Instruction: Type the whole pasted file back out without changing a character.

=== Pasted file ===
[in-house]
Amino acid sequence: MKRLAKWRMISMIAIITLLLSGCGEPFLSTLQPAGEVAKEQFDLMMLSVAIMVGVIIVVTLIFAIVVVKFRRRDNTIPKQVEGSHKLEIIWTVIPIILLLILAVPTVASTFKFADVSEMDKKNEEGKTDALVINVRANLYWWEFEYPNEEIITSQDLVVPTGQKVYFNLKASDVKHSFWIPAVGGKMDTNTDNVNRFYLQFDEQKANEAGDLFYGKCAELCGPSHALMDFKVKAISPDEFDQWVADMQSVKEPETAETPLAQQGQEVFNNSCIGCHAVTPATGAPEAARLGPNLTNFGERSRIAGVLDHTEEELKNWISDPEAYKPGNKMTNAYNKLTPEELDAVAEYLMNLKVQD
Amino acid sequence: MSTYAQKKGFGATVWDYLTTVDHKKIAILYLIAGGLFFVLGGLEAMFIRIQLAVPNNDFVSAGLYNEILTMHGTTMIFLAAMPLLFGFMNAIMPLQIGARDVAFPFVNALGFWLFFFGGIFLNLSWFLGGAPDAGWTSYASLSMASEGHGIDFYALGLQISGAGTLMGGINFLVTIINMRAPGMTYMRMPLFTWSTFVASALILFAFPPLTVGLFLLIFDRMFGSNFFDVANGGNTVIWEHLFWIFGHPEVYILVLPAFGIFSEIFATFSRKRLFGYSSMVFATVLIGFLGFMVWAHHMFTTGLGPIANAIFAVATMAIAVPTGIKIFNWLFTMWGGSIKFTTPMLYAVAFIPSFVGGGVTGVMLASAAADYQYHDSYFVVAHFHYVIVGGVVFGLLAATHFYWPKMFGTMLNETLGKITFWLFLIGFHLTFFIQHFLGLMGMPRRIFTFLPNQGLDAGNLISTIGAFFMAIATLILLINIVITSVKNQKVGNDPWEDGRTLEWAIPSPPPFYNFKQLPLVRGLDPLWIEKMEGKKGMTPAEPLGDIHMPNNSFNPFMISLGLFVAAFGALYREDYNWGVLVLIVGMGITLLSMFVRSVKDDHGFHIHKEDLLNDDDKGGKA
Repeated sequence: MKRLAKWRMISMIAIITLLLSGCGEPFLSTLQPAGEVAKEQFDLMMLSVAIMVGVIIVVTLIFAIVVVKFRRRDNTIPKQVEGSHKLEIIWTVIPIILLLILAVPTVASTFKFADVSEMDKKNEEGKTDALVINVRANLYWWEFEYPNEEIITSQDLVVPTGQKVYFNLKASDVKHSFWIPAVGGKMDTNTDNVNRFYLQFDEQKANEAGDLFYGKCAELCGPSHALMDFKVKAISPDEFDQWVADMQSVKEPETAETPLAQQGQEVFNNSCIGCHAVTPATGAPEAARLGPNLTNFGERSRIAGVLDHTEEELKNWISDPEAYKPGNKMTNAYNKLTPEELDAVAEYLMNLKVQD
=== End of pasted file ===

[in-house]
Amino acid sequence: MKRLAKWRMISMIAIITLLLSGCGEPFLSTLQPAGEVAKEQFDLMMLSVAIMVGVIIVVTLIFAIVVVKFRRRDNTIPKQVEGSHKLEIIWTVIPIILLLILAVPTVASTFKFADVSEMDKKNEEGKTDALVINVRANLYWWEFEYPNEEIITSQDLVVPTGQKVYFNLKASDVKHSFWIPAVGGKMDTNTDNVNRFYLQFDEQKANEAGDLFYGKCAELCGPSHALMDFKVKAISPDEFDQWVADMQSVKEPETAETPLAQQGQEVFNNSCIGCHAVTPATGAPEAARLGPNLTNFGERSRIAGVLDHTEEELKNWISDPEAYKPGNKMTNAYNKLTPEELDAVAEYLMNLKVQD
Amino acid sequence: MSTYAQKKGFGATVWDYLTTVDHKKIAILYLIAGGLFFVLGGLEAMFIRIQLAVPNNDFVSAGLYNEILTMHGTTMIFLAAMPLLFGFMNAIMPLQIGARDVAFPFVNALGFWLFFFGGIFLNLSWFLGGAPDAGWTSYASLSMASEGHGIDFYALGLQISGAGTLMGGINFLVTIINMRAPGMTYMRMPLFTWSTFVASALILFAFPPLTVGLFLLIFDRMFGSNFFDVANGGNTVIWEHLFWIFGHPEVYILVLPAFGIFSEIFATFSRKRLFGYSSMVFATVLIGFLGFMVWAHHMFTTGLGPIANAIFAVATMAIAVPTGIKIFNWLFTMWGGSIKFTTPMLYAVAFIPSFVGGGVTGVMLASAAADYQYHDSYFVVAHFHYVIVGGVVFGLLAATHFYWPKMFGTMLNETLGKITFWLFLIGFHLTFFIQHFLGLMGMPRRIFTFLPNQGLDAGNLISTIGAFFMAIATLILLINIVITSVKNQKVGNDPWEDGRTLEWAIPSPPPFYNFKQLPLVRGLDPLWIEKMEGKKGMTPAEPLGDIHMPNNSFNPFMISLGLFVAAFGALYREDYNWGVLVLIVGMGITLLSMFVRSVKDDHGFHIHKEDLLNDDDKGGKA
Repeated sequence: MKRLAKWRMISMIAIITLLLSGCGEPFLSTLQPAGEVAKEQFDLMMLSVAIMVGVIIVVTLIFAIVVVKFRRRDNTIPKQVEGSHKLEIIWTVIPIILLLILAVPTVASTFKFADVSEMDKKNEEGKTDALVINVRANLYWWEFEYPNEEIITSQDLVVPTGQKVYFNLKASDVKHSFWIPAVGGKMDTNTDNVNRFYLQFDEQKANEAGDLFYGKCAELCGPSHALMDFKVKAISPDEFDQWVADMQSVKEPETAETPLAQQGQEVFNNSCIGCHAVTPATGAPEAARLGPNLTNFGERSRIAGVLDHTEEELKNWISDPEAYKPGNKMTNAYNKLTPEELDAVAEYLMNLKVQD